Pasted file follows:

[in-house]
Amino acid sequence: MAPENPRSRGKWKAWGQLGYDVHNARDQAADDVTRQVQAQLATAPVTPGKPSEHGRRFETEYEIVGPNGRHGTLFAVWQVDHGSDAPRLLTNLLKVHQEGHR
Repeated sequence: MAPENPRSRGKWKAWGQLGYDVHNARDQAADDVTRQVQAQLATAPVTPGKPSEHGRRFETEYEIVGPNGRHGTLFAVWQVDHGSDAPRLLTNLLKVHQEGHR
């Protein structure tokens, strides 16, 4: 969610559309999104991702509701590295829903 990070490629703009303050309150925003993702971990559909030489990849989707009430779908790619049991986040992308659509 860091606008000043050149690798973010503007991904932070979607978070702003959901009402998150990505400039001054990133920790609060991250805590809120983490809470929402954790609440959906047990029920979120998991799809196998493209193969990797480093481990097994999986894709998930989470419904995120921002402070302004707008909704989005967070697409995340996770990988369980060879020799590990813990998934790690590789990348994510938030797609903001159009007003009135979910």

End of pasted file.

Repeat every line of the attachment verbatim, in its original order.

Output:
[in-house]
Amino acid sequence: MAPENPRSRGKWKAWGQLGYDVHNARDQAADDVTRQVQAQLATAPVTPGKPSEHGRRFETEYEIVGPNGRHGTLFAVWQVDHGSDAPRLLTNLLKVHQEGHR
Repeated sequence: MAPENPRSRGKWKAWGQLGYDVHNARDQAADDVTRQVQAQLATAPVTPGKPSEHGRRFETEYEIVGPNGRHGTLFAVWQVDHGSDAPRLLTNLLKVHQEGHR
């Protein structure tokens, strides 16, 4: 969610559309999104991702509701590295829903 990070490629703009303050309150925003993702971990559909030489990849989707009430779908790619049991986040992308659509 860091606008000043050149690798973010503007991904932070979607978070702003959901009402998150990505400039001054990133920790609060991250805590809120983490809470929402954790609440959906047990029920979120998991799809196998493209193969990797480093481990097994999986894709998930989470419904995120921002402070302004707008909704989005967070697409995340996770990988369980060879020799590990813990998934790690590789990348994510938030797609903001159009007003009135979910």